Plus, many of the studies were sponsored by the pharmaceutical companies that manufactured the product being evaluated, which may have affected study results.
Regardless, based on the most current research, supplementing with vitamin C may improve overall skin health and help combat dry skin.
As with any new supplement, you should speak with a healthcare professional before adding a vitamin C supplement to your diet. These products are widely available in stores and online.
Vitamin C is an integral nutrient for skin health. Consuming supplemental vitamin C may improve dry skin, according to some studies. However, more research on its effects on dry skin is needed.
4. Fish Oil
Fish oil is well known for its skin-health-promoting properties.
It contains docosahexaenoic acid (DHA) and eicosapentaenoic acid (EPA), two essential fatty acids that have powerful anti-inflammatory and healing properties and have been shown to benefit the skin in many ways.
Dietary supplements with fish oil may help boost skin hydration and improve the fatty acid barrier of the skin, which helps maintain hydration.
A 90-day study in rats with acetone-induced dry skin found that high-dose oral fish oil supplements significantly increased skin hydration, reduced water loss, and resolved dryness-related skin itching, compared with rats that didn't receive the fish oil.
In fact, the study noted that the fish oil group had a 30% increase in skin hydration after 60 days of treatment.
Additionally, research indicates that daily treatment with doses of fish oil ranging from 1–14 grams of EPA and 0–9 grams DHA for 6 weeks to 6 months improved symptoms of psoriasis — a chronic, inflammatory skin disease — including scaling or dry, cracked skin.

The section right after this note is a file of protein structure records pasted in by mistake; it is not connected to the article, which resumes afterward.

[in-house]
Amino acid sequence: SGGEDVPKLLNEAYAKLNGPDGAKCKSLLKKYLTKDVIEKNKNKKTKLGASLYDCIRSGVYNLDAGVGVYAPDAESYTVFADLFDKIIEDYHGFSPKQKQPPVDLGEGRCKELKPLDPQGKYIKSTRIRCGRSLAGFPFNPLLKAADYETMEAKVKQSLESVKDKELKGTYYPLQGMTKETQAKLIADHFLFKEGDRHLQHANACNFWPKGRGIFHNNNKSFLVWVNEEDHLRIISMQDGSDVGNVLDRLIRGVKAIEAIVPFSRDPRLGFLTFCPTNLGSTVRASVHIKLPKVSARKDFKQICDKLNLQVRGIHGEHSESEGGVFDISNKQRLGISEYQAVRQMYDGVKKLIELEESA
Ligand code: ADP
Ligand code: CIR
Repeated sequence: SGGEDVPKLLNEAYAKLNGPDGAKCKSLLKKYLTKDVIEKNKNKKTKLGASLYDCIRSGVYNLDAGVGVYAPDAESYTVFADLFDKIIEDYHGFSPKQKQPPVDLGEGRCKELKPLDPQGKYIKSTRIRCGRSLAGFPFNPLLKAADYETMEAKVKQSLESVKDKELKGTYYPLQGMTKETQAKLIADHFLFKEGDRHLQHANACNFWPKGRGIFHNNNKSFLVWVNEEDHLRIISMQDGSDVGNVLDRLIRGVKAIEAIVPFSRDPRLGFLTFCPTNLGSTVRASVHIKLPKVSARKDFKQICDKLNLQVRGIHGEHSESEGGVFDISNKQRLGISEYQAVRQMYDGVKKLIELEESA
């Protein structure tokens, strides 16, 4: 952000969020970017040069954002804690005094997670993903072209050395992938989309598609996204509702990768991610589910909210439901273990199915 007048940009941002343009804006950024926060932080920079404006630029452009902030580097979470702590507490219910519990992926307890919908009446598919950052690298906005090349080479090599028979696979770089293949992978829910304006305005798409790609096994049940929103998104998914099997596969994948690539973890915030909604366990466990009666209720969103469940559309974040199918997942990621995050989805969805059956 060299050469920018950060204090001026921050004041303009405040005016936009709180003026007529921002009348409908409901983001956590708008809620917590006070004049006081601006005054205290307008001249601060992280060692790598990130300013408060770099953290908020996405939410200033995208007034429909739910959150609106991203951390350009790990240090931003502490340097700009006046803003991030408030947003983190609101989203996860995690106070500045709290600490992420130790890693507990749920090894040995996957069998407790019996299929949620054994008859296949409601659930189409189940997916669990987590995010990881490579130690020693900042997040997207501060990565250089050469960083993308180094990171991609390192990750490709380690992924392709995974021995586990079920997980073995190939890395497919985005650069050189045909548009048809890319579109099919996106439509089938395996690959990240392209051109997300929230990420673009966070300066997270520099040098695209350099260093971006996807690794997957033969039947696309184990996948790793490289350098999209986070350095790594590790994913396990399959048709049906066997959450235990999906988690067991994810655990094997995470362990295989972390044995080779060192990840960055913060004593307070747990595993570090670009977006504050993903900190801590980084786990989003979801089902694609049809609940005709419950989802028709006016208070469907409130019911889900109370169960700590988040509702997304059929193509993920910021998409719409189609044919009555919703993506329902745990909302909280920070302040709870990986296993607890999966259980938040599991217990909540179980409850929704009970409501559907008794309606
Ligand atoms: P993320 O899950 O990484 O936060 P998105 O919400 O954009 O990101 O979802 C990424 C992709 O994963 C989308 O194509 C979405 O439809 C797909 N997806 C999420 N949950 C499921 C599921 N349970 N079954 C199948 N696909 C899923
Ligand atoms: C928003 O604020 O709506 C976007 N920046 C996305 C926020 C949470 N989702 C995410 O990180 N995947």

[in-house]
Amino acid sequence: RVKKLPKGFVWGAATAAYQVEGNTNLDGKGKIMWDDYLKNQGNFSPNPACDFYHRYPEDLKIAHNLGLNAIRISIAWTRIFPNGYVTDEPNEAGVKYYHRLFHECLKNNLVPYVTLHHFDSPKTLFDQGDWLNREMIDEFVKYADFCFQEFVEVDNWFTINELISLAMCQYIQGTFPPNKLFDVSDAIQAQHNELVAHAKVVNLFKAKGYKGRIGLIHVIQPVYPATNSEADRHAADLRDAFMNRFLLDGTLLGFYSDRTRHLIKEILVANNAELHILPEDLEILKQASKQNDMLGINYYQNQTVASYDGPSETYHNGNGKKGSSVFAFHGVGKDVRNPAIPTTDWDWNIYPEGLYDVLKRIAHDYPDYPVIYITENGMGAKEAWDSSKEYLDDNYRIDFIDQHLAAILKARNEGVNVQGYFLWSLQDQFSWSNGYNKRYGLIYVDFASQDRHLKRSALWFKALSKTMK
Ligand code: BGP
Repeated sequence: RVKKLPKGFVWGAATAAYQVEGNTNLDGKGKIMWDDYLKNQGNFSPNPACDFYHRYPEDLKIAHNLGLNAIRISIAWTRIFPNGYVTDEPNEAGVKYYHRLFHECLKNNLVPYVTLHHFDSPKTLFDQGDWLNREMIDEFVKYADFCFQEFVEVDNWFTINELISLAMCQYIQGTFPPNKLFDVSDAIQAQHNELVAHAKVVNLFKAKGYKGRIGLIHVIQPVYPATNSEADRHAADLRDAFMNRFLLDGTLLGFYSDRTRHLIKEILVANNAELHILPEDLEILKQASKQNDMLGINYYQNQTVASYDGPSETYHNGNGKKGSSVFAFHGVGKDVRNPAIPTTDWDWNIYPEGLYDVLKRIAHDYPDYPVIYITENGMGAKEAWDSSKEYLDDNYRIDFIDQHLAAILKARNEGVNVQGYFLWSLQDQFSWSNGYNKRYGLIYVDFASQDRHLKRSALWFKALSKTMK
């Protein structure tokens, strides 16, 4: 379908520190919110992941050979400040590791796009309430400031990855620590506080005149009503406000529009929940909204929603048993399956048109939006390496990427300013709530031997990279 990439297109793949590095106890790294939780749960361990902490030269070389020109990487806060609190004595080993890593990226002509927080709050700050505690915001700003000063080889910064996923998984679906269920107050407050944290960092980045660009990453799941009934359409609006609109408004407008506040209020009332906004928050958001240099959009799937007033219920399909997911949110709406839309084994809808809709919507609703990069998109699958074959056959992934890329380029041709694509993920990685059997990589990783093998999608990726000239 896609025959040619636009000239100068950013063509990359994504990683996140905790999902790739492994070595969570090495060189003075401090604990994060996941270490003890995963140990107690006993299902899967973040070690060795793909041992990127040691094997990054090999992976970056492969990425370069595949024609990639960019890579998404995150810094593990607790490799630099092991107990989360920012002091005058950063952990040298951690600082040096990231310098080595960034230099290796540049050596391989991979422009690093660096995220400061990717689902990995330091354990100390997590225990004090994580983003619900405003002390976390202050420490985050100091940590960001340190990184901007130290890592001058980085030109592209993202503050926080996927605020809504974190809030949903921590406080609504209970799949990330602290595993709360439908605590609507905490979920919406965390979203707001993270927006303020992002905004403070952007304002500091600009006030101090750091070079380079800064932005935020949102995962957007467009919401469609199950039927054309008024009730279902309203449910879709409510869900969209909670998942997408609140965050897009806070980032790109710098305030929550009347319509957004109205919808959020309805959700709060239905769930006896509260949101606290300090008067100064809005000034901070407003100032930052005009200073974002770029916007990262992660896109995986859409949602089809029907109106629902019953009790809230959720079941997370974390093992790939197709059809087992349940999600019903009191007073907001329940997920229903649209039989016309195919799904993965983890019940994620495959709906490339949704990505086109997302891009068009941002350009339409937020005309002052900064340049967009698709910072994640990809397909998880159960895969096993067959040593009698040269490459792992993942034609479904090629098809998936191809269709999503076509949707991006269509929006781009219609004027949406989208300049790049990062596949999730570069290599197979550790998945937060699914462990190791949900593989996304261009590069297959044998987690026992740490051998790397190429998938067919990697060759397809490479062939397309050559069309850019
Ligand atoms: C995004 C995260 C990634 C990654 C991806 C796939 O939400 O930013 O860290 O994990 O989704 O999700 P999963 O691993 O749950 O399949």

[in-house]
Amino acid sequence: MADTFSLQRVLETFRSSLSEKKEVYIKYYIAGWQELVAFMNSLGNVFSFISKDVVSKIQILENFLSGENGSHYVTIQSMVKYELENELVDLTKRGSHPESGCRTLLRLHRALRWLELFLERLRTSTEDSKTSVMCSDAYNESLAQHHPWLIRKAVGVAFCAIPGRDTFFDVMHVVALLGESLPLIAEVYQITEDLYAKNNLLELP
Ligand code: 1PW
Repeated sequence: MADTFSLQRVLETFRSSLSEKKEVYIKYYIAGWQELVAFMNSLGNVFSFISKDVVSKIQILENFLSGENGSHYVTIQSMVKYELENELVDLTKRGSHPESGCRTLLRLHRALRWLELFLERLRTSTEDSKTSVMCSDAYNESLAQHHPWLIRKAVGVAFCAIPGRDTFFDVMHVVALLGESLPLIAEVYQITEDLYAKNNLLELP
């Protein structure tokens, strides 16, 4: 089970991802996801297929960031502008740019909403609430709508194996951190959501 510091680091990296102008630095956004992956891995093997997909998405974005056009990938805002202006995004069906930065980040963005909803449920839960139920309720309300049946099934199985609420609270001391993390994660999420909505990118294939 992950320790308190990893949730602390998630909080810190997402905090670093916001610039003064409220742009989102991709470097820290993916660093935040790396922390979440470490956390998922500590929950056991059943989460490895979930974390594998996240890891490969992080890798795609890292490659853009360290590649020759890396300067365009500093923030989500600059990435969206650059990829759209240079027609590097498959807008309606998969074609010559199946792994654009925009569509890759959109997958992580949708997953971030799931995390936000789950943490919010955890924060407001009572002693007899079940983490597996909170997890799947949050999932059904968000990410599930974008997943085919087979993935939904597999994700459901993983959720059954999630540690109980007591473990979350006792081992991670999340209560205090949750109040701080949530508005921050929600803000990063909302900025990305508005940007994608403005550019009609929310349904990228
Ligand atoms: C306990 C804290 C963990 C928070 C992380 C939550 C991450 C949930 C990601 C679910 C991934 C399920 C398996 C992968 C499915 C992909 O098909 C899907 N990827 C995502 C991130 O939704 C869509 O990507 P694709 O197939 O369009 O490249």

Fish oil has also been shown to decrease skin inflammation and protect against sun damage, making it an all around skin-friendly supplement.
There are many great, third-party-certified fish oil products available in stores and online. Speak with your healthcare provider first to determine the best choice and dosage for your needs.
Fish oil may help improve skin hydration and decrease moisture loss. Plus, it has been shown to improve dry, scaling skin in those with psoriasis.
5–8. Other Supplements for Treating Dry Skin
In addition to the nutrients listed above, studies have shown that supplementing with several other compounds may be an effective way to improve skin moisture.
- Probiotics. A study found that supplementing both mice and humans with Lactobacillus plantarum bacteria improved skin barrier function and skin hydration after 8 weeks. However, more research is needed.
- Hyaluronic acid. Hyaluronic acid is often used topically to improve skin hydration, but recent research shows that ingesting this compound in combination with other nutrients may significantly increase skin hydration.
- Aloe vera. A study in 64 women found that supplementing with fatty acids derived from aloe vera for 12 weeks significantly improved skin moisture and skin elasticity, compared with a placebo.
- Ceramides. Ceramides are fat molecules that are important components of healthy skin. Some research has shown that supplementing with ceramides may increase skin hydration, which may help treat dry skin.
Some research suggests that the supplements listed above may help enhance skin moisture and treat dry skin.
However, more research is needed before these compounds can be recommended as effective ways to naturally relieve dry skin.
Supplementing with probiotics, hyaluronic acid, aloe vera extracts, and ceramides may improve dry skin, but more research is needed.
Although taking certain supplements may help improve dry skin, several other factors can contribute to skin dryness and should be considered.
For example, dehydration is a common cause of dry skin, so upping your water intake can be a healthy and easy way to improve skin hydration.
Following an unhealthy diet, having micronutrient deficiencies, and not eating enough may also cause or worsen dry skin.
Therefore, it's important to talk to your healthcare provider if you're experiencing significantly dry, irritated skin to rule out more serious health conditions.